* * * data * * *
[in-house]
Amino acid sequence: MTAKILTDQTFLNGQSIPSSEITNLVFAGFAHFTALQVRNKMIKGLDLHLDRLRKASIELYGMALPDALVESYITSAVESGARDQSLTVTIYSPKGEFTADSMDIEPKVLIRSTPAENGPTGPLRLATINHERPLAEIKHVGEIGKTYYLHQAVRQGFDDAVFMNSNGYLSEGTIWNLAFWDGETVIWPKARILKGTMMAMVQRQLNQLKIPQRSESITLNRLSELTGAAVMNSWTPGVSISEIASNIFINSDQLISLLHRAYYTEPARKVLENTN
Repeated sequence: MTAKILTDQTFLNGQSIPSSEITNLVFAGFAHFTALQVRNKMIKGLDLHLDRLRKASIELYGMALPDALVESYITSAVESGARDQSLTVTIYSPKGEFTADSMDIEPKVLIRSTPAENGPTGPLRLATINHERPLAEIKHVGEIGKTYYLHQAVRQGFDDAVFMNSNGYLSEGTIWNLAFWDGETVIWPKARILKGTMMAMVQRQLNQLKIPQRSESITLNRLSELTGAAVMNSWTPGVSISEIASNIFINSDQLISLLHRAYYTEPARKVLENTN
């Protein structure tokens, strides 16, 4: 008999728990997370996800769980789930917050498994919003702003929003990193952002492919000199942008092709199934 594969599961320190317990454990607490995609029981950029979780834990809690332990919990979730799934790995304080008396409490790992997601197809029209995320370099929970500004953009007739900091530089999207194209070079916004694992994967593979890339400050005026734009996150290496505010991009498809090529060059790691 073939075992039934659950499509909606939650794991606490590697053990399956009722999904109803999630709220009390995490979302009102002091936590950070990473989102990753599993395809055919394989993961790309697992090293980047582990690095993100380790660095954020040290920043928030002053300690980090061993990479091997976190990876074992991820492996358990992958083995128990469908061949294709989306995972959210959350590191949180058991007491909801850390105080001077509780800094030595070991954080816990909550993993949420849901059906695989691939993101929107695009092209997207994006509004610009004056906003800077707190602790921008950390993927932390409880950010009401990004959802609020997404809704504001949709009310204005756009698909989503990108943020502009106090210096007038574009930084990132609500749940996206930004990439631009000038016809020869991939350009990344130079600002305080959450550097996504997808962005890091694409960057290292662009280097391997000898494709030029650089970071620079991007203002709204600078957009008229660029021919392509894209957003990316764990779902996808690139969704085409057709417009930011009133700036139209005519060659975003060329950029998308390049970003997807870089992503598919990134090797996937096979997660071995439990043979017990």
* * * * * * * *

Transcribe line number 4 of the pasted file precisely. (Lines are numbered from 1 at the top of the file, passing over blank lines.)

């Protein structure tokens, strides 16, 4: 008999728990997370996800769980789930917050498994919003702003929003990193952002492919000199942008092709199934 594969599961320190317990454990607490995609029981950029979780834990809690332990919990979730799934790995304080008396409490790992997601197809029209995320370099929970500004953009007739900091530089999207194209070079916004694992994967593979890339400050005026734009996150290496505010991009498809090529060059790691 073939075992039934659950499509909606939650794991606490590697053990399956009722999904109803999630709220009390995490979302009102002091936590950070990473989102990753599993395809055919394989993961790309697992090293980047582990690095993100380790660095954020040290920043928030002053300690980090061993990479091997976190990876074992991820492996358990992958083995128990469908061949294709989306995972959210959350590191949180058991007491909801850390105080001077509780800094030595070991954080816990909550993993949420849901059906695989691939993101929107695009092209997207994006509004610009004056906003800077707190602790921008950390993927932390409880950010009401990004959802609020997404809704504001949709009310204005756009698909989503990108943020502009106090210096007038574009930084990132609500749940996206930004990439631009000038016809020869991939350009990344130079600002305080959450550097996504997808962005890091694409960057290292662009280097391997000898494709030029650089970071620079991007203002709204600078957009008229660029021919392509894209957003990316764990779902996808690139969704085409057709417009930011009133700036139209005519060659975003060329950029998308390049970003997807870089992503598919990134090797996937096979997660071995439990043979017990």